10 May 2011
Back with a flourish. Christian Schwartz talks swashes – part one
The twentieth century was not a good time for swashes, often described as the ‘curly bits added on to make type look fancy’, writes Christian Schwartz in Eye 62. During the previous four centuries swashes were often
an integral part of refined, elegant typography, but by the 1990s they had become a symbol of bad taste, relegated to the status of floral wallpaper. Perhaps this was because of their ubiquity in the 1970s, or because few of the people who used them with such zeal had the kind of restraint common in the preceding centuries.
Top: Paul Barnes, unpublished lettering for private valentine, 1998.
Swashes are like salad dressing: great as a condiment, but you wouldn’t want to drink a whole glass. For a type designer, swashes provide an opportunity for the kind of unfettered self-expression that is usually found only in lettering and calligraphy. Well crafted swash characters tease out characteristics that already exist in a typeface and proudly put them on display. When poorly crafted or poorly used, swash characters become a clumsy parody, inadvertently making a mockery of the letters around them.
Above: Sibylle Hagmann, Odile Deco Initials, published by Contour through Village, Houston, 2005.
Recently though, interest in swash characters has been rekindled by a growing acceptance from type designers and graphic designers of the OpenType font format, which provides the ability to include hundreds of alternate characters in a single font. This interest is compounded by a resurgence of taste for ornamentation in general and specifically for 1970s and 80s graphic style, ironic or not.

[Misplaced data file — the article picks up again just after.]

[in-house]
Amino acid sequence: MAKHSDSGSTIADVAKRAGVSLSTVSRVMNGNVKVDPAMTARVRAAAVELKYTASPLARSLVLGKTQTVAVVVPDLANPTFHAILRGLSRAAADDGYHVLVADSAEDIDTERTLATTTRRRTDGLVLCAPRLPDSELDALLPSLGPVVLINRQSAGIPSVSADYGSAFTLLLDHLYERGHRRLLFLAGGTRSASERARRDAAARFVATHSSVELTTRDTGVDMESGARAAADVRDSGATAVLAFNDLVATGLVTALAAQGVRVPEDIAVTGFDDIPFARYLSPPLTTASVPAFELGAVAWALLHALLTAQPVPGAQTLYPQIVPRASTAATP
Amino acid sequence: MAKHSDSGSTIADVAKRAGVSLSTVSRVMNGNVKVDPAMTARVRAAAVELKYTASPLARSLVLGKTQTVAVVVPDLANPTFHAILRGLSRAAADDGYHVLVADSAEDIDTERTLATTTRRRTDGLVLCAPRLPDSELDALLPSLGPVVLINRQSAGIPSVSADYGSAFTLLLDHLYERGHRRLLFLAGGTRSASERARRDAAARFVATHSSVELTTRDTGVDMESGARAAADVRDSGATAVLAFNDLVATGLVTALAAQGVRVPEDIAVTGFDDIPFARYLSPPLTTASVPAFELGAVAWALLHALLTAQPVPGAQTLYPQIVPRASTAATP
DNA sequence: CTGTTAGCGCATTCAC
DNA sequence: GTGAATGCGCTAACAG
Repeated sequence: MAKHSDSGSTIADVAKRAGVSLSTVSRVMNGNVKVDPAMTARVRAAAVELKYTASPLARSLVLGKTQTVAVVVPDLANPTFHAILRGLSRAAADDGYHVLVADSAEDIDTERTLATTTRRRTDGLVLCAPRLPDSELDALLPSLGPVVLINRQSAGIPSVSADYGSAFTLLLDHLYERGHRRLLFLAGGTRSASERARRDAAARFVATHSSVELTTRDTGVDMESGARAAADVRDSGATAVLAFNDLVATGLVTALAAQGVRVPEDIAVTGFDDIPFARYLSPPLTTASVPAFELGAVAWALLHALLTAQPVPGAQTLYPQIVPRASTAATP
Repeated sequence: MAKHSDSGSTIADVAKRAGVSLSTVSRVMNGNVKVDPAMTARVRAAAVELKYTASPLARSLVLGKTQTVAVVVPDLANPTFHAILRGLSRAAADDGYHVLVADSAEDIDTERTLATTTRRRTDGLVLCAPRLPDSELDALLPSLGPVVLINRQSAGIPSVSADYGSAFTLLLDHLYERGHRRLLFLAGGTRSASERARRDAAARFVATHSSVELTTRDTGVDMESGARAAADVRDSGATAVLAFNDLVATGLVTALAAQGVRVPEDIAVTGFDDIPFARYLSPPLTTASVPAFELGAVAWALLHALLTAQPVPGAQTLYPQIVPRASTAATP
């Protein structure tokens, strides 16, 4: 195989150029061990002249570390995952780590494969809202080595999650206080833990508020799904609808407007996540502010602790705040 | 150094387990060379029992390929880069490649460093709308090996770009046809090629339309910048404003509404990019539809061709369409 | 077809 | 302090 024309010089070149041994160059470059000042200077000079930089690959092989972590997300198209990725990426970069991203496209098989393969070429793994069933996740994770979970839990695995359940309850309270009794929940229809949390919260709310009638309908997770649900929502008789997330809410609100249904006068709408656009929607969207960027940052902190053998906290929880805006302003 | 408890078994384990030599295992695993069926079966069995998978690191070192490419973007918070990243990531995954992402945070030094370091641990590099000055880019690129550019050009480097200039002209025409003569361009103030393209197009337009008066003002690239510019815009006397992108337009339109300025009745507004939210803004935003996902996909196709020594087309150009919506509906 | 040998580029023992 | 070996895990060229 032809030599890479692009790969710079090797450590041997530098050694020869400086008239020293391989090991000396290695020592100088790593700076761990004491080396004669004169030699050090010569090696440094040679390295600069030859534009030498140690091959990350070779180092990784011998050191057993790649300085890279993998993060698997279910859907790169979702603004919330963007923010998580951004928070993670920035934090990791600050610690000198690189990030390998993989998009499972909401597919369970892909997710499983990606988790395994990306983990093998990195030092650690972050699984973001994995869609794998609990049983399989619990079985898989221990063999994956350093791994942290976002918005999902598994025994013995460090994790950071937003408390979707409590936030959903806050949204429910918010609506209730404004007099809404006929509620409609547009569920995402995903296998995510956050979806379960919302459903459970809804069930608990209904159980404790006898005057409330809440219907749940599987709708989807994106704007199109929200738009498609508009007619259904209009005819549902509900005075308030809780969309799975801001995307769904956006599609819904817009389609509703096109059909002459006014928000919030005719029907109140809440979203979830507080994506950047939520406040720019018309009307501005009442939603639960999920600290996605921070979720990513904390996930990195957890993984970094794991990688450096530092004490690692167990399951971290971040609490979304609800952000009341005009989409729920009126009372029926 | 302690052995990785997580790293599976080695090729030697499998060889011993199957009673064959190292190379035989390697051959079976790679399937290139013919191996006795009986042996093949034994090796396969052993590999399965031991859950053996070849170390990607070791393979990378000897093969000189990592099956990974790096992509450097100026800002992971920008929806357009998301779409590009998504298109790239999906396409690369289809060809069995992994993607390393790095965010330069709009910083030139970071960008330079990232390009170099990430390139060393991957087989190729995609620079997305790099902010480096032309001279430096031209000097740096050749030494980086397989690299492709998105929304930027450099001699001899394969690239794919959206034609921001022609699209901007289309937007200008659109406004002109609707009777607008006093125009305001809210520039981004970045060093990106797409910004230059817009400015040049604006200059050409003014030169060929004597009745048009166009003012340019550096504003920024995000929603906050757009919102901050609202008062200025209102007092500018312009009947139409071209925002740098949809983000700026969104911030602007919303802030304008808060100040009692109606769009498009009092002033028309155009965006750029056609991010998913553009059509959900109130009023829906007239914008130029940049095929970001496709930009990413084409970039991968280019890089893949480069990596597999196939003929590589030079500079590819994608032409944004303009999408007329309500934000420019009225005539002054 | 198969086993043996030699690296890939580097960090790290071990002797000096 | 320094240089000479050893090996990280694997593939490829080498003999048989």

Above: Marian Bantjes, lettering for The New York Times Magazine, 2005.
Now that the revival of the International Style is done and graphic designers are once again enamoured of ornament for its own sake (see Eye 58), fear of swashes has naturally subsided. This has led to work that references the 1970s (jokingly or not), and more interesting pieces of work, such as Paul Barnes’s lettering for a valentine which updates delicate eighteenth- and nineteenth-century forms with unabashed use of digital effects. Marian Bantjes in Canada and Si Scott in London are also working in this genre, adding swashes to bitmaps and sans serifs. Sibylle Hagmann’s Odile adds a contemporary twist to titling caps from the 1930s and 40s.
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